WASHINGTON (Reuters) — The number of Americans filing new claims for unemployment benefits fell last week to one of its lowest levels since before the 2007-09 recession, a sign of increasing health in the labour market.
Initial claims for state unemployment benefits dropped by 11,000 to a seasonally adjusted 304,000 for the week ended July 5, the Labour Department said on Thursday.
Economists polled by Reuters had forecast first-time applications for jobless aid to hold steady at 315,000 last week.
Employers slashed their payrolls during the country's deep recession, but the long cycle of aggressive layoffs now appears over.
The four-week moving average for new claims, considered a better measure of underlying labour market conditions as it irons out week-to-week volatility, declined by 3,500 to 311,500 last week. That was the second-lowest reading for the moving average since August 2007. After falling steadily for several years, the moving average has been largely unchanged since the spring.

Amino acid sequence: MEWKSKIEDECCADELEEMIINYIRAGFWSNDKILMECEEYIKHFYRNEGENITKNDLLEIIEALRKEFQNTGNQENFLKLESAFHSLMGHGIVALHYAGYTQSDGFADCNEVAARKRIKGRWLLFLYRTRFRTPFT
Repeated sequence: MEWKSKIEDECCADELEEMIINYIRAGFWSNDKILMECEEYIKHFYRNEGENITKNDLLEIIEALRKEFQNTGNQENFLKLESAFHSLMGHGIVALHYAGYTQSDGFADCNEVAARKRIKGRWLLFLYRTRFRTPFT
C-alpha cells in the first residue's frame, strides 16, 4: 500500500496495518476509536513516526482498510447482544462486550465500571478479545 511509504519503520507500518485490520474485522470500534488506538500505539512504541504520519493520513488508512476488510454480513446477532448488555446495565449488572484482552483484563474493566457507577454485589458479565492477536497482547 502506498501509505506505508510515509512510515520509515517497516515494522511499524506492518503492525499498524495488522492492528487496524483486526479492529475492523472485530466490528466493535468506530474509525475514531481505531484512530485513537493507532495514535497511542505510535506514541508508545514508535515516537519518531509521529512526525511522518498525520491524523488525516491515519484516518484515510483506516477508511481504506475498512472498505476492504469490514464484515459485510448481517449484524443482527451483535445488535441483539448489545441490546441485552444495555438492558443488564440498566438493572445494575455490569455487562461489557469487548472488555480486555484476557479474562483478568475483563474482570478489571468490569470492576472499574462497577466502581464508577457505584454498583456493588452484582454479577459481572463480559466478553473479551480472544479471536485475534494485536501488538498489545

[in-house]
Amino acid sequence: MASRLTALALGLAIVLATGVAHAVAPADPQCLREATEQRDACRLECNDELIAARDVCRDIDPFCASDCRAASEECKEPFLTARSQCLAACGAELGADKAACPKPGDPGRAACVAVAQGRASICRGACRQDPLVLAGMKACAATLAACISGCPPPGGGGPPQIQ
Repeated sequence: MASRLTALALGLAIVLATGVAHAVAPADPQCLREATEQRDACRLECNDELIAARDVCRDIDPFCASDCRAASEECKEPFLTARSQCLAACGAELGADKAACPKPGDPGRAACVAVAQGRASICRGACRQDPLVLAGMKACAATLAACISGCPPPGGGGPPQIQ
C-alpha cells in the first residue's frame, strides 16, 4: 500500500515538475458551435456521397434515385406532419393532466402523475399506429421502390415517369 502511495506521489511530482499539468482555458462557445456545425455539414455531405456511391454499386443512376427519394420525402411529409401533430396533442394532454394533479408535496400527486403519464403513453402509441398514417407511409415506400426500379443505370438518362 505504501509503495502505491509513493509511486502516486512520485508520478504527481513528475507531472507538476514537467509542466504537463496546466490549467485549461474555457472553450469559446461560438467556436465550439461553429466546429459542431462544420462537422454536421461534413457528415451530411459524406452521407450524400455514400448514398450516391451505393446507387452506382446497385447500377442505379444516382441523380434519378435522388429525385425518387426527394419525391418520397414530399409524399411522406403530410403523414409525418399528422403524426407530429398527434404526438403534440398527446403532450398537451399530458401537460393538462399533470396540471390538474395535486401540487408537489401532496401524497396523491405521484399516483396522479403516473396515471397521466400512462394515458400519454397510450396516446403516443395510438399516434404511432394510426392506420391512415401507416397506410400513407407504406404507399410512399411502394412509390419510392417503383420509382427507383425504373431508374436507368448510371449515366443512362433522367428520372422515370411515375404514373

The labour market, however, is still not fully healed. Firms have been more reticent about hiring and the jobless rate remains elevated.
The Labour Department said there were no special factors influencing the state level data.
The claims report showed the number of people still receiving benefits after an initial week of aid increased 10,000 to 2.58 million in the week ended June 28.
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